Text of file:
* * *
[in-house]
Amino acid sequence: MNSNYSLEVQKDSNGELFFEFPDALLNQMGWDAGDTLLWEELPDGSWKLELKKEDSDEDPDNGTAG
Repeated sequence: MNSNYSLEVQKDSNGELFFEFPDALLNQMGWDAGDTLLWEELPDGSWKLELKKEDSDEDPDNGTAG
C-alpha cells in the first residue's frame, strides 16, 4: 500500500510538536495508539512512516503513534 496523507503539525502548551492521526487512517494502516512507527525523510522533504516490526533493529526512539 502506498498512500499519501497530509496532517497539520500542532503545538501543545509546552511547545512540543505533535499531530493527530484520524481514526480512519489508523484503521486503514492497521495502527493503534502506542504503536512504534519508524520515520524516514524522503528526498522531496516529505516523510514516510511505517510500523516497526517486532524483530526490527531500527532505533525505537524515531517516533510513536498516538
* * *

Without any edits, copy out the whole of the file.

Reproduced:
[in-house]
Amino acid sequence: MNSNYSLEVQKDSNGELFFEFPDALLNQMGWDAGDTLLWEELPDGSWKLELKKEDSDEDPDNGTAG
Repeated sequence: MNSNYSLEVQKDSNGELFFEFPDALLNQMGWDAGDTLLWEELPDGSWKLELKKEDSDEDPDNGTAG
C-alpha cells in the first residue's frame, strides 16, 4: 500500500510538536495508539512512516503513534 496523507503539525502548551492521526487512517494502516512507527525523510522533504516490526533493529526512539 502506498498512500499519501497530509496532517497539520500542532503545538501543545509546552511547545512540543505533535499531530493527530484520524481514526480512519489508523484503521486503514492497521495502527493503534502506542504503536512504534519508524520515520524516514524522503528526498522531496516529505516523510514516510511505517510500523516497526517486532524483530526490527531500527532505533525505537524515531517516533510513536498516538